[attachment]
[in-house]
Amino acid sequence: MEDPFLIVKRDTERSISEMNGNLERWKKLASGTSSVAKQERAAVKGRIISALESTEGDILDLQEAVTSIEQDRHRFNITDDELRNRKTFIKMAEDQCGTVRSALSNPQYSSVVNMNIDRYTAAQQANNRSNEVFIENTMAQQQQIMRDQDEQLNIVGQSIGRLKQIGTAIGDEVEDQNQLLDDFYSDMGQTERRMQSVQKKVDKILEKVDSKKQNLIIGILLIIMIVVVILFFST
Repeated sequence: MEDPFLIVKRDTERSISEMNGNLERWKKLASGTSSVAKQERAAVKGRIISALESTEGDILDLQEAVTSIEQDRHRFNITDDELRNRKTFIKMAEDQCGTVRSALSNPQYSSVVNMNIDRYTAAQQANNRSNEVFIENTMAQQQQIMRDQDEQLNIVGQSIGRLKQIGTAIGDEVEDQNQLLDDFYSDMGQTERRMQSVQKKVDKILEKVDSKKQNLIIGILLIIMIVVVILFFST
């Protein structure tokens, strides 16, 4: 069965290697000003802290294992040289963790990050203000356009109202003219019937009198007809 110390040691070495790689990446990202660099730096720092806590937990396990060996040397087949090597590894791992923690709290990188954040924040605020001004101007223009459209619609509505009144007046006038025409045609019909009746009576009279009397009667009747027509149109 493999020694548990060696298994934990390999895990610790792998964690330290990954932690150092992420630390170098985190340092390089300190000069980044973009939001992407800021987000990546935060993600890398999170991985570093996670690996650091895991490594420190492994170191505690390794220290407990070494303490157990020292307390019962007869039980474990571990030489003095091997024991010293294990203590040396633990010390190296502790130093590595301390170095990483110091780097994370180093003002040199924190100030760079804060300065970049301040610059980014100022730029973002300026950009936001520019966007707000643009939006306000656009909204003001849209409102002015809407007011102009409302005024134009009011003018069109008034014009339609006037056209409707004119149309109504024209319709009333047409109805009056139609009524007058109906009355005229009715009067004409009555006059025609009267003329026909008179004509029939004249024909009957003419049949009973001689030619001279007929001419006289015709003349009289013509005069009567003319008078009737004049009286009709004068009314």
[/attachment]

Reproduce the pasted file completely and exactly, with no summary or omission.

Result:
[in-house]
Amino acid sequence: MEDPFLIVKRDTERSISEMNGNLERWKKLASGTSSVAKQERAAVKGRIISALESTEGDILDLQEAVTSIEQDRHRFNITDDELRNRKTFIKMAEDQCGTVRSALSNPQYSSVVNMNIDRYTAAQQANNRSNEVFIENTMAQQQQIMRDQDEQLNIVGQSIGRLKQIGTAIGDEVEDQNQLLDDFYSDMGQTERRMQSVQKKVDKILEKVDSKKQNLIIGILLIIMIVVVILFFST
Repeated sequence: MEDPFLIVKRDTERSISEMNGNLERWKKLASGTSSVAKQERAAVKGRIISALESTEGDILDLQEAVTSIEQDRHRFNITDDELRNRKTFIKMAEDQCGTVRSALSNPQYSSVVNMNIDRYTAAQQANNRSNEVFIENTMAQQQQIMRDQDEQLNIVGQSIGRLKQIGTAIGDEVEDQNQLLDDFYSDMGQTERRMQSVQKKVDKILEKVDSKKQNLIIGILLIIMIVVVILFFST
């Protein structure tokens, strides 16, 4: 069965290697000003802290294992040289963790990050203000356009109202003219019937009198007809 110390040691070495790689990446990202660099730096720092806590937990396990060996040397087949090597590894791992923690709290990188954040924040605020001004101007223009459209619609509505009144007046006038025409045609019909009746009576009279009397009667009747027509149109 493999020694548990060696298994934990390999895990610790792998964690330290990954932690150092992420630390170098985190340092390089300190000069980044973009939001992407800021987000990546935060993600890398999170991985570093996670690996650091895991490594420190492994170191505690390794220290407990070494303490157990020292307390019962007869039980474990571990030489003095091997024991010293294990203590040396633990010390190296502790130093590595301390170095990483110091780097994370180093003002040199924190100030760079804060300065970049301040610059980014100022730029973002300026950009936001520019966007707000643009939006306000656009909204003001849209409102002015809407007011102009409302005024134009009011003018069109008034014009339609006037056209409707004119149309109504024209319709009333047409109805009056139609009524007058109906009355005229009715009067004409009555006059025609009267003329026909008179004509029939004249024909009957003419049949009973001689030619001279007929001419006289015709003349009289013509005069009567003319008078009737004049009286009709004068009314």